5 COMMENTS

  1. Hank, welcome to CustomerThink, and thanks for this post.

    I think you nailed a critical issue — the sales experience. This has been missing from much of the discussion about Sales 2.0 and Social CRM.

    So far, it seems most of the “next-generation” of selling is about the latest tools — SaaS, social, analytics, etc. Hmmm, wasn’t the last generation also focused on tech? The more things change…

    My take: businesses need to keep up on the tools and have good efficient processes. But B2B sales leaders also will make sure the “art” of sales AKA the sales experience is truly outstanding. And that’s a people issue, not tech.

    As for the Challenger Sale, great book but the subtitle is troubling: “Taking Control of the Customer Conversation.” This flies in the face of the macro trend of customers taking more control.

    In fact, fighting over control is exactly the wrong thing to be doing, in my opinion. Sales leaders should engage in a real conversation, not attempt to control or manipulate the conversation. Customers are sick of being the target of a sales effort; I think they would welcome engaging in a sales experience that they found rewarding.

    So maybe we should dub Sales 3.0 a focus on the sales experience. After CRM/SFA and then Sales 2.0, it’s time!

  2. Thanks for the welcome. Happy to be posting rather than just commenting form time to time.

    I really like your idea of the next thing for sales is focusing on the sales experience, but I would say that sales should focus on being a part, while understanding the whole, of the entire customer experience–so that its not just about the sale, its about what happens afterwards.

    Also, I think control is an interesting word for the Challenger subtitle. It seems to spark the most discussion. Taken based on past history, I would agree with you 100%–if that is how you read it and you use Challenger to justify that behavior, then its bad.

    But, I read it as participating in the conversation, not just being a party to it. Something that Dave Brock and I have talked about is just because customer’s have more power, doesn’t mean they have more knowledge–they do have access to more information and more tools to get information.

    But, they still may need to be guided toward solutions and opportunities for their business that they don’t uncover through personal research. And that is what sales should be about.

    Maybe guide would have been a better word, but that nasty control word is certainly sparking discussions.

    Hank

  3. Agree that sales shouldn’t just be a passive participant in the conversation. Nor should reps accept that customers have total “control,” either.

    Social CRMers are fond of saying that customers have control of the conversation. I don’t think that’s right, either.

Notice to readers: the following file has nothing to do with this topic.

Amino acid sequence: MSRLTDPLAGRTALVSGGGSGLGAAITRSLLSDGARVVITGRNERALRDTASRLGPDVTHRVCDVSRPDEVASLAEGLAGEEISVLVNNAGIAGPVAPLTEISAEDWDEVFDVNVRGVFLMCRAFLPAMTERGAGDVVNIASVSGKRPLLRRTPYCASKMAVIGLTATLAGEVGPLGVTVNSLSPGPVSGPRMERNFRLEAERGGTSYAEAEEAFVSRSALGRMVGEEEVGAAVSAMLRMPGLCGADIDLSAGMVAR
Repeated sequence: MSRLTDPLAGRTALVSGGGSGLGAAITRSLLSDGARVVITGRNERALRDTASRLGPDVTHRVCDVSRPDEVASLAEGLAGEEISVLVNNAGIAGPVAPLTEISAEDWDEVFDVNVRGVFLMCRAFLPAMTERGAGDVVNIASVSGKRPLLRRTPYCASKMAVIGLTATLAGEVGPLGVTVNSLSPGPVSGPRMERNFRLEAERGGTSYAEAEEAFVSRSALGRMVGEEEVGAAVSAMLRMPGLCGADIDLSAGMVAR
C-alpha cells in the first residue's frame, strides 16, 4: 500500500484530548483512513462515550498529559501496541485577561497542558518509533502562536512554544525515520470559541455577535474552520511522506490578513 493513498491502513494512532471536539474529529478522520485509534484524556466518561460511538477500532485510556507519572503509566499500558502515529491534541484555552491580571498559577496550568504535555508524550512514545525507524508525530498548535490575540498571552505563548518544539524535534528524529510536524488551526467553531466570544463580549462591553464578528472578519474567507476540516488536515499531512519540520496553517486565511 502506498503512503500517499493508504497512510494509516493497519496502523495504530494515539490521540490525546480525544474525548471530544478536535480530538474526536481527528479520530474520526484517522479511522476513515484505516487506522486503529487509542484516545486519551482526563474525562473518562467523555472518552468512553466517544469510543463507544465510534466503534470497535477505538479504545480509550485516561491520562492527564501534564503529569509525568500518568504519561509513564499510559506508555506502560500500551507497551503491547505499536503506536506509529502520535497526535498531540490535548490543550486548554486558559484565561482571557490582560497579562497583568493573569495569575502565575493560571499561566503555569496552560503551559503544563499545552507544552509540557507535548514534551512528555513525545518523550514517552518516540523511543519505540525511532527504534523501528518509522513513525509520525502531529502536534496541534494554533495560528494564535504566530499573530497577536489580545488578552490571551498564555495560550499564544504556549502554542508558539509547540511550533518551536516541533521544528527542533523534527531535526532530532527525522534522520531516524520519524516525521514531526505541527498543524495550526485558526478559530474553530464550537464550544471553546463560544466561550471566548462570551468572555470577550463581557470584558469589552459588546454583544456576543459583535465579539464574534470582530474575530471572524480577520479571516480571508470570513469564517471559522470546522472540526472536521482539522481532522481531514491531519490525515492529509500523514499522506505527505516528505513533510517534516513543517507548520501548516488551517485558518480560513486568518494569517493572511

To me, it’s all about leading the conversation. You can’t be a leader without followers, and followers won’t follow unless they believe the leader is taking them in the right direction. A direction that is adding value to their business.

    Words matter. I think we should stop trying to control and focus more on leading and adding value.

  4. That is why I like “guide”…Its actually softer than leader (which sounds more about power.

    Think of any tours you have been on. A great guide makes all the difference in the world. Pointing out the little things that make a big difference, suggesting ways to get more value, etc.

    In any conversation, there are at least two parties to it. No one has control, because one of us can easily just walk away, or stop listening. Communication isn’t really happening unless both parties are listening and have a shared context (or frame of reference) about the discussion.

    I once got into a discussion about BPM with a younger friend. It took a few minutes of us jabbering before we figured out I was talking about workflow/business process and he was talking about music/beats per minute.

    I think, getting back to the Sales 3.0 idea that started this discussion, Sales 3.0 is about experience and engaging conversations that drive action between buyers and sellers. An expert communicator will guide or lead that conversation so that is has value for both parties.

  5. Yes, guide is probably a better word. It implies giving some direction and adding value, without trying to exert overt power or control. More collaborative.

    But in the macho sales culture, I think many will consider “guide” too soft or passive.

    For me, leadership with a customer doesn’t mean power, because you have no power over a customer. It means making a compelling case for change, and motivating the customer to follow that path.